Plants are becoming important on a number of fronts in biotechnology research, and North Carolina is something of a leader in developing unique plant-derived products.

Here are looks at two promising developments – at Endeavor and at Biolex.

Wilmington-based Endeavor Pharmaceuticals Inc. has reported pivotal study results that showed its plant-derived estrogen tablets help prevent menopause symptoms in women even at low doses.

The Endeavor product, called Enjuvia, which is currently under review by the Food and Drug Administration, reduced the number and severity of hot flushes with once daily dosing at all dosage strengths tested in the trial.

The company presented the results at the 13th annual meeting of the North American Menopause Society (NAMS) in Chicago Thursday.

“Recent controversy surrounding the Women’s Health Initiative has heightened interest in lower dose estrogens,” said Wulf Utian, M.D., executive director of NAMS.

“Enjuvia’s wide range of effective doses, including the low dose 0.3 mg, would allow physicians the flexibility to individualize treatment for women who seek relief from potentially debilitating hot flushes but who are concerned about potential side effects.”

This could mean big bucks for Endeavor if Enjuvia gets FDA approval.

Women spend up to one-third of their lives in a post-menopausal state, and 85 percent experience unpleasant and often debilitating symptoms. The controversy over estrogen replacement therapy side-effects has only increased the need for alternatives to conventional treatment with estrogen derived from horse urine and associated impurities.

Charlotte’s Wakefield Group is among Endeavor’s venture-backers. The company has two other estrogen products derived from plants in its pipeline.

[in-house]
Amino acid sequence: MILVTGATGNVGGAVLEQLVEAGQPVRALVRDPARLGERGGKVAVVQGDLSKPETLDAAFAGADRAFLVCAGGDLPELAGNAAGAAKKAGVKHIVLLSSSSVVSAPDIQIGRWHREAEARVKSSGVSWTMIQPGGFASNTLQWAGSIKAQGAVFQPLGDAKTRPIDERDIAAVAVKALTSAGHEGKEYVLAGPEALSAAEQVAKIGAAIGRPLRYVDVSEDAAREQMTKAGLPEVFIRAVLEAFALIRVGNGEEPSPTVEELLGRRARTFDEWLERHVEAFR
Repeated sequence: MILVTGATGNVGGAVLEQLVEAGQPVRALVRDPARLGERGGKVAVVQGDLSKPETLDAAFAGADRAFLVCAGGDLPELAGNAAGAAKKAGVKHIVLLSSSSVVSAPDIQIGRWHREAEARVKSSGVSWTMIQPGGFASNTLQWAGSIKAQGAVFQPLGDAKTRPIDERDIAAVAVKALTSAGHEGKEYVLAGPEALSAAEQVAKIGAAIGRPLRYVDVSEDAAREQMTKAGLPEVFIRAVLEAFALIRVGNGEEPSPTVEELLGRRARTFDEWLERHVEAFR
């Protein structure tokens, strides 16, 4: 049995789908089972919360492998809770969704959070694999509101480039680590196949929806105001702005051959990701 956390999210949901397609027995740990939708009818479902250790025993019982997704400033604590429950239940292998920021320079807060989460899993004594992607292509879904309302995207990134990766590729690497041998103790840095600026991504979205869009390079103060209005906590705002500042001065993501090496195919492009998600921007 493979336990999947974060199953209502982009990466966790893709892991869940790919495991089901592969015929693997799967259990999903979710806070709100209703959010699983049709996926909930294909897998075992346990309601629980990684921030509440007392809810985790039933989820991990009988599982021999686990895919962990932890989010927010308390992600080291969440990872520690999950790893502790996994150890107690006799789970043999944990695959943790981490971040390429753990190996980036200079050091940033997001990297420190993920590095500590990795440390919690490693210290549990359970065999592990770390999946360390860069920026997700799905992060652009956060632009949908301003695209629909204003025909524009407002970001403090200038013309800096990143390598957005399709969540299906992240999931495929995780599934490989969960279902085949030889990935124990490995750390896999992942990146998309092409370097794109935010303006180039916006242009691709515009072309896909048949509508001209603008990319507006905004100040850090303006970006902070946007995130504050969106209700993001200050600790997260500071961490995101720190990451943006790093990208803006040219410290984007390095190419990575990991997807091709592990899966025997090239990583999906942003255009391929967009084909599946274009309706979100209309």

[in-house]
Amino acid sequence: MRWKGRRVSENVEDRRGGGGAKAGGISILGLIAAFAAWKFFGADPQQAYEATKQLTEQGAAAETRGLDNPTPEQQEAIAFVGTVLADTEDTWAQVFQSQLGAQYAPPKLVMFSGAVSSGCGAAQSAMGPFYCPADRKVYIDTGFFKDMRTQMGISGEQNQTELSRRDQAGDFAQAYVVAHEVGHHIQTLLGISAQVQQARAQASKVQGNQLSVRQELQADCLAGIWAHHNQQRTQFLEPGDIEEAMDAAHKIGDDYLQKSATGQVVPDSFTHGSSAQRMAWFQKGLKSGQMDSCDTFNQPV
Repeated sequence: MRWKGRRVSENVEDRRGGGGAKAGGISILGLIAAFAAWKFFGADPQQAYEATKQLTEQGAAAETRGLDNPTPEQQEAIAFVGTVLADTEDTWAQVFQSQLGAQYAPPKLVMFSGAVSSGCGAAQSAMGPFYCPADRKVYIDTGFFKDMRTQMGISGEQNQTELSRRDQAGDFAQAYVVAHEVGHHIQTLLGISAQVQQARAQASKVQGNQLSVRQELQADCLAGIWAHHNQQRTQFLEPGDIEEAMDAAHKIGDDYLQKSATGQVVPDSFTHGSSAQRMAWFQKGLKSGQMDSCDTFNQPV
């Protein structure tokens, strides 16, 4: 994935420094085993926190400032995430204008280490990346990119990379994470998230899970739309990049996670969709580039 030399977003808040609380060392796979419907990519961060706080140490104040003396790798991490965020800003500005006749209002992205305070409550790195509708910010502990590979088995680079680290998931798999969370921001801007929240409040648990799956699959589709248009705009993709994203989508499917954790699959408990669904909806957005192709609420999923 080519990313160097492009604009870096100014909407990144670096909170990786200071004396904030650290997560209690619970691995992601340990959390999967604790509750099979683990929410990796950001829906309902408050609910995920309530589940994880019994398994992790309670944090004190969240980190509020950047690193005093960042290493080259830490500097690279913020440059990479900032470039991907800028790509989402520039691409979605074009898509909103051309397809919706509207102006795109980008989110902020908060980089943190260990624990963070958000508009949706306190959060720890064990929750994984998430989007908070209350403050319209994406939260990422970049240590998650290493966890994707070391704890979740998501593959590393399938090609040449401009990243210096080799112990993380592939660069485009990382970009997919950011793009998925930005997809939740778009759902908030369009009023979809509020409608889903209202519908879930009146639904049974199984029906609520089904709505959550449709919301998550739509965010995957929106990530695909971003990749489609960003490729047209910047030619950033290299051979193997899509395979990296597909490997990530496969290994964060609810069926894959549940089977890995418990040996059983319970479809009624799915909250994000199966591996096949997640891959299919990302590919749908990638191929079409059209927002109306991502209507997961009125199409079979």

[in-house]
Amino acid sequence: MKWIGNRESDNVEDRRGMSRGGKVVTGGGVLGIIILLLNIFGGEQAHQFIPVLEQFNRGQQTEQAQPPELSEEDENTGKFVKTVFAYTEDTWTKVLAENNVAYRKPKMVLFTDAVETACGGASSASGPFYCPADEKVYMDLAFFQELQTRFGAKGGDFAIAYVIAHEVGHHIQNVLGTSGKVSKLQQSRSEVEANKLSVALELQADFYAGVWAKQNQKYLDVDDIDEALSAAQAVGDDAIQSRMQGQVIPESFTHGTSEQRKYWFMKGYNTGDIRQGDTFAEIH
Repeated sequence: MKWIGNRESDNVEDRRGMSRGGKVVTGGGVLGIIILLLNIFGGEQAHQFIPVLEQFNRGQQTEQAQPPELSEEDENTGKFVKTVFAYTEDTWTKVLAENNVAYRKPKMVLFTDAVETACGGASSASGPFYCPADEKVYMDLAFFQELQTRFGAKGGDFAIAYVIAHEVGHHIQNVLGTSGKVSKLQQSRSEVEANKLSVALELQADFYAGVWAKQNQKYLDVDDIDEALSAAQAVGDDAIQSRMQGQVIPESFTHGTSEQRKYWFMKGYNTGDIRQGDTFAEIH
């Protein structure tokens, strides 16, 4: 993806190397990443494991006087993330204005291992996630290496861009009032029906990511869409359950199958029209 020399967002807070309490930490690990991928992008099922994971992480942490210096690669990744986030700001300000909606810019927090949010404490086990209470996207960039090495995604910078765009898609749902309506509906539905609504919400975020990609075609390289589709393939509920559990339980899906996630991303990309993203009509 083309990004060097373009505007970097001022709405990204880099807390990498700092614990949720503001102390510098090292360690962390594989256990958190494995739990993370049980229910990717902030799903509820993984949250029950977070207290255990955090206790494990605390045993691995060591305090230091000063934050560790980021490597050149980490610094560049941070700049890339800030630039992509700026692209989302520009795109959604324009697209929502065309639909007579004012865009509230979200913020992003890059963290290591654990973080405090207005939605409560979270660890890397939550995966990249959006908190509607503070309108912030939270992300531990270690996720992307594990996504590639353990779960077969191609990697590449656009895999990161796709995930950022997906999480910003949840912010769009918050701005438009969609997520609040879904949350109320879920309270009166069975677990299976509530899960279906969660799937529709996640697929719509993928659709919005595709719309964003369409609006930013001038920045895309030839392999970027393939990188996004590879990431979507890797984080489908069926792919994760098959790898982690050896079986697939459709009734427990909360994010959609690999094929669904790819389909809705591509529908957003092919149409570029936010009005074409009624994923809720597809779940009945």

Its major competitor, Wyeth, markets Premarin, an estrogen derived from mare urine, but the reports about the risks of hormone replacement therapy make the billion-dollar product vulnerable to alternatives.

Biolex gets Bayer deal

Biolex Inc., announced Thursday that it has signed a research collaboration and development option agreement with Bayer Corp. to make human proteins and plasminogen via its Lemna system.

Lemna is a fast-growing acquatic plant that reproduces clonally, so it has neither pollen nor seeds. It’s mass doubles every 36 hours and it has a high protein content. It can be genetically manipulated to produce human proteins.

Biolex senior VP John Irick tells Local Tech Wire: ” Bayer is one of the largest therapeutic protein companies in the world. This is the second such deal that Biolex has publicly announced, the first one being our collaboration with Debiopharm in September.

“We see these agreements as indicative of the industry’s desire to move to alternative expression technologies, such as the Lemna SystemTM, and as further validation of our business model.”